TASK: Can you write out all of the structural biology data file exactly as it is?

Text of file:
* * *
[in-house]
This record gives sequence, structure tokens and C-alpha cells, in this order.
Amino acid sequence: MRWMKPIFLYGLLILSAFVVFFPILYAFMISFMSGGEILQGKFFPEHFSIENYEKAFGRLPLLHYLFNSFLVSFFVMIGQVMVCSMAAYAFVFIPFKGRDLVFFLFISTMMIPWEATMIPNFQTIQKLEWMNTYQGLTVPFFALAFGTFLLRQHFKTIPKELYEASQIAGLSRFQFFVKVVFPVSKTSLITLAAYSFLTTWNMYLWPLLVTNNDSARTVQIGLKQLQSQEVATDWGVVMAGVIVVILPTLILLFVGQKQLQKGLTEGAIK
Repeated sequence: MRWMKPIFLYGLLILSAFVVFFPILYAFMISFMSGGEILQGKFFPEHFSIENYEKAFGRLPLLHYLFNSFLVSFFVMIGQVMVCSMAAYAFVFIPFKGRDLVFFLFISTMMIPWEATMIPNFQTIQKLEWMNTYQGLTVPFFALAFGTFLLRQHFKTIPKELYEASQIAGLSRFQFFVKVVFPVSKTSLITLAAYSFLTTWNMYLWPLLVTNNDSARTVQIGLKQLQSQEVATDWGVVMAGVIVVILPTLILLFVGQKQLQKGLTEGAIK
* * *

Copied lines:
[in-house]
This record gives sequence, structure tokens and C-alpha cells, in this order.
Amino acid sequence: MRWMKPIFLYGLLILSAFVVFFPILYAFMISFMSGGEILQGKFFPEHFSIENYEKAFGRLPLLHYLFNSFLVSFFVMIGQVMVCSMAAYAFVFIPFKGRDLVFFLFISTMMIPWEATMIPNFQTIQKLEWMNTYQGLTVPFFALAFGTFLLRQHFKTIPKELYEASQIAGLSRFQFFVKVVFPVSKTSLITLAAYSFLTTWNMYLWPLLVTNNDSARTVQIGLKQLQSQEVATDWGVVMAGVIVVILPTLILLFVGQKQLQKGLTEGAIK
Repeated sequence: MRWMKPIFLYGLLILSAFVVFFPILYAFMISFMSGGEILQGKFFPEHFSIENYEKAFGRLPLLHYLFNSFLVSFFVMIGQVMVCSMAAYAFVFIPFKGRDLVFFLFISTMMIPWEATMIPNFQTIQKLEWMNTYQGLTVPFFALAFGTFLLRQHFKTIPKELYEASQIAGLSRFQFFVKVVFPVSKTSLITLAAYSFLTTWNMYLWPLLVTNNDSARTVQIGLKQLQSQEVATDWGVVMAGVIVVILPTLILLFVGQKQLQKGLTEGAIK